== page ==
Malik Ben weighed 300 pounds on the day he decided to have his name removed from the Yellow Pages. Lugging all that weight around day after day had gotten to be a chore, which is what prompted his second resolution: to go on a diet.
Malik had dark features. Black hair, which took on a reddish sheen-a kind of auburn he rather liked-whenever he spent too much time in the sun. Brown eyes, the same shade of brown as in the paintings of the old Dutch masters. Pupils that sometimes glowed with visionary intensity. Tawny, leathery skin, tough as birch bark, which served as a visual reminder of his parents-children of high deserts and mountains, where rattlesnakes slithered across the sun-baked soil and goats leapt from ledge to ledge. It was the kind of skin that would still be firm in old age. Malik used his hands a lot when he talked. He was delighted when his hands assumed the leading role halfway through a conversation and did the talking for him. They'd been made for the job. Hadn't the Spanish Lady told him so?
Malik Ben was a healer. He healed people who were no longer in touch with their true, authentic selves. He referred to himself as an "authenticity healer." His job was to help people recover their lost souls. It was a task he had taken upon himself. In the past, poets had been entrusted with the soul's welfare. But since no one believed in poets anymore, Malik had felt compelled to assume this responsibility.
Thanks to his verbal skills, Malik made contact with others quickly and easily. But he was also a good listener-a quality his clients valued even more. It was his listening skills that paid the bills.
Malik's office was in the heart of Amsterdam, in the basement of a nineteenth-century town house a stone's throw away from Leidseplein. Callers were obliged to ring a bell that jangled loudly. Even before they stepped inside, Malik could tell what was on their minds by the expression on their faces.
Land was expensive in Amsterdam, so every inch of space was put to optimal use. Malik's cubbyhole couldn't have measured more than 80 or 90 square feet, but it served his needs: his occupation didn't require a whole lot of space. The elm trees lining the street added an air of majesty, though the roots had gradually pushed up through the paving and cracked the sidewalk in several places. Drivers and pedestrians had never been heard to complain. The gnarled roots had a certain charm. People were used to them. Every once in a while somebody tripped over one, but it was usually a tourist, who scrambled to his feet and went on his way without noticing the beauty of the street.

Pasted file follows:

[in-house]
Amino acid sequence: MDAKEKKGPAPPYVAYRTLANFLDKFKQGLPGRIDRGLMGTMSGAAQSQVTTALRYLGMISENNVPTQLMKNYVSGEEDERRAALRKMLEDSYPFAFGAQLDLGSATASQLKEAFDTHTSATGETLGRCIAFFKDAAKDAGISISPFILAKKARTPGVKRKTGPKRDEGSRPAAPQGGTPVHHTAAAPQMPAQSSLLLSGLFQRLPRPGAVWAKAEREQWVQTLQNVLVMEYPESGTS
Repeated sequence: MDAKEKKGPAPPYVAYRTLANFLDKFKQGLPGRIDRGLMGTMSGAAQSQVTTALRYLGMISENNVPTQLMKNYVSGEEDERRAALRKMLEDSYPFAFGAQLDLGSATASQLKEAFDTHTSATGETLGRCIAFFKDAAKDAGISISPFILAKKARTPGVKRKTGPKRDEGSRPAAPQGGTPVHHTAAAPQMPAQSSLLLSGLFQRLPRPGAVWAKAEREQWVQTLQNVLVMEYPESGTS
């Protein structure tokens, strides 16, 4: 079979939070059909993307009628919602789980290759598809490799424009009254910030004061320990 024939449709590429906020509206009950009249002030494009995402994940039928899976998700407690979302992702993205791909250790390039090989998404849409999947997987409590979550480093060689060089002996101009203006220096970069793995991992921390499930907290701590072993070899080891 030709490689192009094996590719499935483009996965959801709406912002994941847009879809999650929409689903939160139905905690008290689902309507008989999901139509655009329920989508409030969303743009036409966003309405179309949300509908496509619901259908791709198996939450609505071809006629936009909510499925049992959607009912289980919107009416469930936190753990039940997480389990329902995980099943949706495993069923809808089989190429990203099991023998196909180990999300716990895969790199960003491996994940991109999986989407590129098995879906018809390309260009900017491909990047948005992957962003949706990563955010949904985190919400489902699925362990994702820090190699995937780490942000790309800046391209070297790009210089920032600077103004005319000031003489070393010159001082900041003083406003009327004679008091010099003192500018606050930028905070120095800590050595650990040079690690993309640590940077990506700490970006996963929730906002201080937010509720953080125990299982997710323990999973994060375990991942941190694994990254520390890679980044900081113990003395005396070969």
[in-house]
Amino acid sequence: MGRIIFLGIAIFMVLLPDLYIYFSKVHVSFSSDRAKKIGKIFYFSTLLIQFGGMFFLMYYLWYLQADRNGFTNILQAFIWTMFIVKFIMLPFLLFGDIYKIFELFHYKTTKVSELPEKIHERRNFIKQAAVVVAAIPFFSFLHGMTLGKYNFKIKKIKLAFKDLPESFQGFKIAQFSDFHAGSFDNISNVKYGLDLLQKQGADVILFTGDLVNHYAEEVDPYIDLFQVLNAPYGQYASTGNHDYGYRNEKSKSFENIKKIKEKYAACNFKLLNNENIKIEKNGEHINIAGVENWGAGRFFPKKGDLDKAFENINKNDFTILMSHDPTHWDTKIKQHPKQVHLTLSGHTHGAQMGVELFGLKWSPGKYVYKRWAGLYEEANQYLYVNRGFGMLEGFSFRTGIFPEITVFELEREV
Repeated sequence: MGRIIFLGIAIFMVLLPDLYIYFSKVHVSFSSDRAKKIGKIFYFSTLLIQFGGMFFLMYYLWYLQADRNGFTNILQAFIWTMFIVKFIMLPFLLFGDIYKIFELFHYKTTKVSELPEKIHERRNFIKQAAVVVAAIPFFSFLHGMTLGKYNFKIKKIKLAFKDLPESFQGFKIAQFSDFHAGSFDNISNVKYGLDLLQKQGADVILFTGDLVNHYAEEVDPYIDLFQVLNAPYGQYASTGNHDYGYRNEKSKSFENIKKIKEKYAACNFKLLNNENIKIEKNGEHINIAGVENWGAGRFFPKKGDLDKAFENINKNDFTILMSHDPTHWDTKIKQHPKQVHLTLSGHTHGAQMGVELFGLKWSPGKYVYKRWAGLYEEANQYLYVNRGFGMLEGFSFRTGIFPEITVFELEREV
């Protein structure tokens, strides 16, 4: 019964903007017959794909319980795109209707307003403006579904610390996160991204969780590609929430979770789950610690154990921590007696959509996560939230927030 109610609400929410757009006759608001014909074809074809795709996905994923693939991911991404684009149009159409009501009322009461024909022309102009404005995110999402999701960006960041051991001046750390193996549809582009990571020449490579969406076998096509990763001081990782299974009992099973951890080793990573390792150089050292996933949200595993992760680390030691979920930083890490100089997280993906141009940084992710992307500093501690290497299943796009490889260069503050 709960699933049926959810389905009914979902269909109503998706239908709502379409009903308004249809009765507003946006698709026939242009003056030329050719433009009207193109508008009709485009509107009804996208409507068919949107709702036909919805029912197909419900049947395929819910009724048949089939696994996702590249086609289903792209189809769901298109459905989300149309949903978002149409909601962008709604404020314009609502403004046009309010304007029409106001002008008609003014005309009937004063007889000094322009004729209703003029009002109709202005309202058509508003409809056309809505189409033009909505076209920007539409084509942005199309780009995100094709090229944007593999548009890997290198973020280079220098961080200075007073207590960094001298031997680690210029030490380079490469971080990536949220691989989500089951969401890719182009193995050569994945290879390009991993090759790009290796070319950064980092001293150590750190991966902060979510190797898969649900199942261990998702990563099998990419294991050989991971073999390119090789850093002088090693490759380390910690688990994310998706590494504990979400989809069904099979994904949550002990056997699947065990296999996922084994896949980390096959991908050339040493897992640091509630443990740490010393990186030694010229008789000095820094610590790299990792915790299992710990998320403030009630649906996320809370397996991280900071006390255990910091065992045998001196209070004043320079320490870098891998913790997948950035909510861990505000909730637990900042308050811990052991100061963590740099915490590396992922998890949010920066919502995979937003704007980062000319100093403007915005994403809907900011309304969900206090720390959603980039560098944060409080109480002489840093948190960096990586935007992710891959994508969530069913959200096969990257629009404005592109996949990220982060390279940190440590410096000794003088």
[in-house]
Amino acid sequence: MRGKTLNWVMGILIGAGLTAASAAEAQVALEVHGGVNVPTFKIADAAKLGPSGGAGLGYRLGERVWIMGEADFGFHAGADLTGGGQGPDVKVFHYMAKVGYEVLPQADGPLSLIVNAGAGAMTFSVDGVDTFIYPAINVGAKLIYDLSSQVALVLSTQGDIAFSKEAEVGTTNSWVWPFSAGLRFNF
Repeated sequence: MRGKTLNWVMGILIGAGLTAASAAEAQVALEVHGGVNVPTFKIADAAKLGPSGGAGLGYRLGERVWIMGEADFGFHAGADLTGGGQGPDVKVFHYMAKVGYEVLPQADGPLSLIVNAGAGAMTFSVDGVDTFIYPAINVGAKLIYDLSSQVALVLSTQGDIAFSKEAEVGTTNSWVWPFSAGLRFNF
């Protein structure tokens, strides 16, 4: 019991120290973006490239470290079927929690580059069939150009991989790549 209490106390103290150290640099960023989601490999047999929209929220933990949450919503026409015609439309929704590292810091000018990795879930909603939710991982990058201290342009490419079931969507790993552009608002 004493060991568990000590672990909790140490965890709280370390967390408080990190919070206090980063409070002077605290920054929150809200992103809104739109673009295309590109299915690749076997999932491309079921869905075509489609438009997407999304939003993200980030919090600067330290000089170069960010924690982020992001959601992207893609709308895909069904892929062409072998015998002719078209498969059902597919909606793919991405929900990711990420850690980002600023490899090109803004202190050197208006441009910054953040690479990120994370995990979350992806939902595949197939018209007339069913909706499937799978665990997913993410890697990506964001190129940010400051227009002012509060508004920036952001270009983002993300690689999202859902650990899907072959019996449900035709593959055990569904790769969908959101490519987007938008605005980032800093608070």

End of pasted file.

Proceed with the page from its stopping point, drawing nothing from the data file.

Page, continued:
Malik, down in his basement, stared all day long at shoes-sneakers, boots, pumps and high heels-as they strolled, stumbled and scurried past. He never tired of the scene. Sometimes the shoe-wearers came inside and were given a face and a name. They shook Malik's hand, sat down and told their stories.
Malik Ben's services were listed in the Yellow Pages under "Entertainment," though it was hardly an apt description of his work. They'd stuck him in that category because they hadn't been able to come up with a better alternative. The deed had been done before Malik had realized what had happened. "It's like putting a hobble on the wrong leg of a donkey," his father would no doubt have said. Malik didn't worry about it, since most of his clients found their way to his office through word of mouth anyway. Being listed in the Yellow Pages showed that he took himself seriously, and that's all that mattered.
He'd wanted to be listed under "Alternative Medicine," but the Yellow Pages people had flatly refused. His other suggestions, such as "Alternative Therapy," "Psychological Counselling," "Spiritual Guidance" and "Career Consultancy," had likewise been vetoed. The Yellow Pages had a monopoly on headings. If you didn't fit under one of their headings, you didn't exist.